Mr. Humayun Kabir, Ambassador of Bangladesh to USA in his inaugural speech said Bangladesh, a country striving to be a member of commonwealth of nations committed to democracy and development is currently going though a process of rediscovering itself and at the end it will be able to achieve its multifaceted objectives-ranging from return to democracy to eradication of poverty by 2020. In his keynote address, Professor Jamilur Reza Choudhury, Vice-chancellor of BRAC University said in spite of occasional setbacks Bangladesh has many success stories.

On both days of the conference about fifty papers on diverse issues such as Bangladesh's transition to democracy, evolving political development, foreign policy, natural resource management, education, infrastructure development, environmental challenges, health care, capital market, regional cooperation and security, micro finance, NGOs., etc were presented in different concurrent sessions by researchers and scholars from Bangladesh, USA, UK, Australia and Japan. On both days of the conference thematic seminars were given by Dr. Rounaq Jahan of Columbia University, Mr. Farooq Sobhan of Bangladesh Enterprise Institute, former Secretary Dr. Mashiur Rahman, Mr. Mamun Rashid of Citi Bank and Mr. Matiur Rahman, Editor of the Daily Prothom Alo. Dr. Rounaq Jahan in an hour long speech on 'Political Reforms: Players and Prospects' commented that political reforms have emerged as a major agenda item in public discourse in the last few years in Bangladesh.She lamented the present Caretaker Government in Bangladesh instead of focusing on institutional reforms unnecessarily personalized issues. She concluded her speech by saying that for a viable state of 21st. century crucial pillars of democracy, namely judiciary, parliament, the election commission and the independence of media must be protected.

Speakers in the concurrent sessions included Kazi F. Jalal of Harvard University, Joe Devine of University of Bath, Farida C Khan of University of Wisconsin, Ahmed Badruzzaman of University of California, Zillur R Khan of University of Wisconsin, Syeda Tonima Hadi of University of Hawaii, Abdul Mannan of the University of Liberal Arts Bangladesh, M Z Mamun of IBA, Dhaka University, Manzoor Ahmed of BRAC University and Bashir Ahmed Bhuiyan of Leading University, Sylhet. Speakers in the concurrent sessions in their presentations spoke on different issues relating to Bangladesh and praised the people of Bangladesh for their love for democracy and their courage in facing natural and political crisis. Different speakers discussed the present political impasse of Bangladesh and hoped that the country will revert to democratic process by the year end as announced by the Chief of the Care Taker Government through holding of a free, fair and credible election participated by all political parties.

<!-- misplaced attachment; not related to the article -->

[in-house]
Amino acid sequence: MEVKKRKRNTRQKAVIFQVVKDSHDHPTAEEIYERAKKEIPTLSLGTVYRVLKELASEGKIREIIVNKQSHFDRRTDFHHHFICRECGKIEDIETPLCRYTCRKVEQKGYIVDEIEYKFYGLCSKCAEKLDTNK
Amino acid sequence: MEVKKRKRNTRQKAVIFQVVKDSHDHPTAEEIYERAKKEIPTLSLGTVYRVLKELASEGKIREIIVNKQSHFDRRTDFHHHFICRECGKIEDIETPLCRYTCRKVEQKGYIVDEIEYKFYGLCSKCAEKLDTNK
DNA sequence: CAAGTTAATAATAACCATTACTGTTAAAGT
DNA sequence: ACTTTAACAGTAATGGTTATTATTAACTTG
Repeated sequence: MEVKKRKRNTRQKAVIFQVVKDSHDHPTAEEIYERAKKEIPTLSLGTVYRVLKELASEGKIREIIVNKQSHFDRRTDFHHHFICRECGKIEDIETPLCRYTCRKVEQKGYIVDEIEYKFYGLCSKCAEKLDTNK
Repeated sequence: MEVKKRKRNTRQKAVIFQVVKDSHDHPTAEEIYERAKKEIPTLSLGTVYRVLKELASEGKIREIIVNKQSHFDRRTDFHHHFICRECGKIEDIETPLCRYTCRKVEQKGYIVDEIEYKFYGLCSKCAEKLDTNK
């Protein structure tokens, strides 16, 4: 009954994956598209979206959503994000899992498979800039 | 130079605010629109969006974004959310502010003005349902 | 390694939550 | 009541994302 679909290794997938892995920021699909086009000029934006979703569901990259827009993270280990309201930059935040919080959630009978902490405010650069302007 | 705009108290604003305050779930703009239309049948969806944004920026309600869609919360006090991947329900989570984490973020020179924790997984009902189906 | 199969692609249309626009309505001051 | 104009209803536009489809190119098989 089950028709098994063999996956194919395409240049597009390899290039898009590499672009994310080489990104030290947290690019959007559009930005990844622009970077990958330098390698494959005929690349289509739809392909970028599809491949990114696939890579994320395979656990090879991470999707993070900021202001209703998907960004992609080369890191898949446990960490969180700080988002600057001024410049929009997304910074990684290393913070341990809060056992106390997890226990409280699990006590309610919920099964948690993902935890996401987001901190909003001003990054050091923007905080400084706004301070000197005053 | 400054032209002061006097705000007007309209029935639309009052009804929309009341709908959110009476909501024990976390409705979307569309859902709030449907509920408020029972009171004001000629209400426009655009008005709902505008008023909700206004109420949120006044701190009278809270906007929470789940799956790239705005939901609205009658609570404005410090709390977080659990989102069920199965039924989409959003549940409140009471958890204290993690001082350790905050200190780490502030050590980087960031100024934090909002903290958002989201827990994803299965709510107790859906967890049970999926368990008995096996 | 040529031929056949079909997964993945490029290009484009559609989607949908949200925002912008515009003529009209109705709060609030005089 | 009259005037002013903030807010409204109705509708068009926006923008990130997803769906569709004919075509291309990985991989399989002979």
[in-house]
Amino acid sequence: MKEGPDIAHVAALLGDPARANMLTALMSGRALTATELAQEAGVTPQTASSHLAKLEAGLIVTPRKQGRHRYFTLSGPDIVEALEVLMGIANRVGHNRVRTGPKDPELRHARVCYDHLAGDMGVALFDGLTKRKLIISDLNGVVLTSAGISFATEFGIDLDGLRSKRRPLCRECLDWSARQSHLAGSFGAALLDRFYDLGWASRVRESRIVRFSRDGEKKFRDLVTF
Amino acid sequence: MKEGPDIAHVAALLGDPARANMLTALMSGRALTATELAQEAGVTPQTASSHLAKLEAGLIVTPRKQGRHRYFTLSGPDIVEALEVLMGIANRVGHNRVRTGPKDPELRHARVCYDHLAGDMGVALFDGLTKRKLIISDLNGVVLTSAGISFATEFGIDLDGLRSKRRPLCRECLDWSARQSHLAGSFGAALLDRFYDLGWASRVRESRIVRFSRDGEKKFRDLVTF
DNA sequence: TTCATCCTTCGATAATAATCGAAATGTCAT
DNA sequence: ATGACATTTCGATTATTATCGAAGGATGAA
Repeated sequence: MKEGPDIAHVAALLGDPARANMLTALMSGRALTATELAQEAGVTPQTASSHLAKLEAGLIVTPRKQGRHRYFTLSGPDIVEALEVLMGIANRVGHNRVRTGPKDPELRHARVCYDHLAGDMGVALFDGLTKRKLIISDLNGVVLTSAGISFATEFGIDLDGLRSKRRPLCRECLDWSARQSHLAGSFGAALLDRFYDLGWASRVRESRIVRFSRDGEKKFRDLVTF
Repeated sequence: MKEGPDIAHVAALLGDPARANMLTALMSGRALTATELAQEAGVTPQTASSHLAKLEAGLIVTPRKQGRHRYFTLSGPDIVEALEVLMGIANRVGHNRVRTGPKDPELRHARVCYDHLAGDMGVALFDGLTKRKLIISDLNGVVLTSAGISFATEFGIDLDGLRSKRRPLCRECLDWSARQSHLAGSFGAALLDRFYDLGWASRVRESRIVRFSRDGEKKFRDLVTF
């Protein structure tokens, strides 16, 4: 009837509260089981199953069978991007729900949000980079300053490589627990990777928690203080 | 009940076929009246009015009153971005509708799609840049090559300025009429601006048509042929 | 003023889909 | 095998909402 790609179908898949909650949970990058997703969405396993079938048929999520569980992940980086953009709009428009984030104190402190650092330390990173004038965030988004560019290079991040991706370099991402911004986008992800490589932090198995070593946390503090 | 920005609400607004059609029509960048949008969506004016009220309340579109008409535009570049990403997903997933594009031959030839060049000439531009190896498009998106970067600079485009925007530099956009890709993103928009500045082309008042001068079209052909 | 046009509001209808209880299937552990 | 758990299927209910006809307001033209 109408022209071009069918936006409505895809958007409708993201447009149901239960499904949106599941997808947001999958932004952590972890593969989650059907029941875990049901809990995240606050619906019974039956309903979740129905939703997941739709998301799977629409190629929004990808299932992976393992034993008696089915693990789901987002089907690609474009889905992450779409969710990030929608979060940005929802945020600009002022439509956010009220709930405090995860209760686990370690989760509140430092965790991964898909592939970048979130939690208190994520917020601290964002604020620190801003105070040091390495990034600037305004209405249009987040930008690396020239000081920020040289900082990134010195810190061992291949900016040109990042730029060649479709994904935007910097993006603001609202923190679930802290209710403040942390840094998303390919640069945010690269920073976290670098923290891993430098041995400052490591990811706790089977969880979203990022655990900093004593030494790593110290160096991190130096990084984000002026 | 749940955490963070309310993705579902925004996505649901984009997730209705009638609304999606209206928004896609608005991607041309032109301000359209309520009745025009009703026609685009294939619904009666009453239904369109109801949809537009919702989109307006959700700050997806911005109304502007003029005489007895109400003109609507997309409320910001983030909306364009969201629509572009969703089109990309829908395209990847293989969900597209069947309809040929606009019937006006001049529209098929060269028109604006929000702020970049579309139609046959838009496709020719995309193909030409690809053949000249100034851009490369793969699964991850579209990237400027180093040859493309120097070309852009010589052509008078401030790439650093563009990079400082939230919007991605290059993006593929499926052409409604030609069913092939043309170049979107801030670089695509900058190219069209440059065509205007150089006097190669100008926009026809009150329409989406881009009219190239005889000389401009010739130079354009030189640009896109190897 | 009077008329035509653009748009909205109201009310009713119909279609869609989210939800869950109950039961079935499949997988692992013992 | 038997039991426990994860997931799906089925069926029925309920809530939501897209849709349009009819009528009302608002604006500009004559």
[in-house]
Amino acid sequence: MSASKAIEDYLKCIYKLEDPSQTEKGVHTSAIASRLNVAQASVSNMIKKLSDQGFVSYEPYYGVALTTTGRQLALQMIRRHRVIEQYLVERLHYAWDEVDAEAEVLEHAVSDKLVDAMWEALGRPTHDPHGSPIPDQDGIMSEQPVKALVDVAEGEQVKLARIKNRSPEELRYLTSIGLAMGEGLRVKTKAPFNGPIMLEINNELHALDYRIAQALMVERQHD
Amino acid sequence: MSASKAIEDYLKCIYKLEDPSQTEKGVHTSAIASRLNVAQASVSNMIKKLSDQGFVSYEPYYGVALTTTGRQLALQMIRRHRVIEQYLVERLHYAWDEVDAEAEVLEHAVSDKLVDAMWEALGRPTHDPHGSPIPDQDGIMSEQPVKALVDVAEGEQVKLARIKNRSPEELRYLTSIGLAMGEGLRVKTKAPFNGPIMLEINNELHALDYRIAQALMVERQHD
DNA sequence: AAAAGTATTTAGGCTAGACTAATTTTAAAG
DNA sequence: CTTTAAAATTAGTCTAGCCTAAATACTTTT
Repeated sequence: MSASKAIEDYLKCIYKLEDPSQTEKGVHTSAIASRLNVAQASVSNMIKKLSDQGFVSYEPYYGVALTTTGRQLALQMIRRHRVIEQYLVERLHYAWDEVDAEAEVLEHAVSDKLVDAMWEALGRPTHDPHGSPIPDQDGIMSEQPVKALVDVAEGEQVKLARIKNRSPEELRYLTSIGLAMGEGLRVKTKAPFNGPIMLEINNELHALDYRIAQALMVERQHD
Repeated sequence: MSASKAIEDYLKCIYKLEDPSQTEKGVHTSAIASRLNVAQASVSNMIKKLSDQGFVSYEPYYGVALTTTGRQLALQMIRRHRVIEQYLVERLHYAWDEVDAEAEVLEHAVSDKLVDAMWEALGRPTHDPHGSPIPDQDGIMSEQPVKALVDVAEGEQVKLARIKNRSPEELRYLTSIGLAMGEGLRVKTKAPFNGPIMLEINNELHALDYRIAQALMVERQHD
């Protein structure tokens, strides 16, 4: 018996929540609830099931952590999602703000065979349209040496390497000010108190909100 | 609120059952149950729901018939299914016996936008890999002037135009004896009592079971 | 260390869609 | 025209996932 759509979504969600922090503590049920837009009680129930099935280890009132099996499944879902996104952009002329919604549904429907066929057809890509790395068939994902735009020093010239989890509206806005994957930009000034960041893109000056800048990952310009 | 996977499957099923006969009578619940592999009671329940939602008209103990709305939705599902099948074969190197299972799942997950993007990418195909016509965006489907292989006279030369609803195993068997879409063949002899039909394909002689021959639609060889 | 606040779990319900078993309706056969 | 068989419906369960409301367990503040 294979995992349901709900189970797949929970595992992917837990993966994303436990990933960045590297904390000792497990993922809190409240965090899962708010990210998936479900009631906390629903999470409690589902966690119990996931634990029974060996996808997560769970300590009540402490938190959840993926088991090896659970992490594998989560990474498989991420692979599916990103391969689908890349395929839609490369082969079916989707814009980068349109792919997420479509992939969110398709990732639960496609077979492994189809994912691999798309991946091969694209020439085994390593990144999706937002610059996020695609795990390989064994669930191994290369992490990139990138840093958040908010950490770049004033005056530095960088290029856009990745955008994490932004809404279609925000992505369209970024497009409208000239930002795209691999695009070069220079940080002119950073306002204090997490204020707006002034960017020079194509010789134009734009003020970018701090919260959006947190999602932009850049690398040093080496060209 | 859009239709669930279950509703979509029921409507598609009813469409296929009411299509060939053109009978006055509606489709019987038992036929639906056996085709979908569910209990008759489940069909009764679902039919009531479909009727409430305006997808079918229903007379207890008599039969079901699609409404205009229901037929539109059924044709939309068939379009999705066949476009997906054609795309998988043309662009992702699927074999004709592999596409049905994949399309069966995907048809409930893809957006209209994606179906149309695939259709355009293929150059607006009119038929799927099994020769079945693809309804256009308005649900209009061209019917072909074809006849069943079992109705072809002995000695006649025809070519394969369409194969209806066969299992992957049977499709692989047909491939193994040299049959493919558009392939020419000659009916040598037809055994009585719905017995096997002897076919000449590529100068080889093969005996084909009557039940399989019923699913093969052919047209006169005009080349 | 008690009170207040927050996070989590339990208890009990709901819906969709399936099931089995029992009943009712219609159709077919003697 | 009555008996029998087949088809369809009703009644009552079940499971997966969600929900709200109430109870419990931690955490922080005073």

The concluding session held in the afternoon of June 14 was co-chaired by Dr. Syed Saad Andaleeb and Dr. Kazi F Jalal. Speakers in the closing session included Ambassador Humayun Kabir, Mr. Farook Sobhan, Dr. William M Winkley, Dr. Manzoor Ahmed, Dr. Zillur R Khan and Dr. Farida C Khan. Summarizing the two day conference the speakers emphasized that the future of Bangladesh is getting more connected with global community and if it desires to be part of the global community it will have to prepare itself in all fronts matching the aspirations of its people and the outside world. The speakers commented that under the changed geo-political scenario no country can insulate itself from rest of the world. Bangladesh's relation with India and its other neighbours must improve substantially and SAARC must be made more effective to transform the Sub-continent into a competitive region. The 'winner takes all' attitude in Bangladesh's politics will have to go permanently and the parliament will have to be made the centre of all political decisions in future.

Professor Abdul Mannan is a former Vice-chancellor of Chittagong University. Currently he teaches at the University of Liberal Arts Bangladesh. He can be reached at abman1971@gmail.com.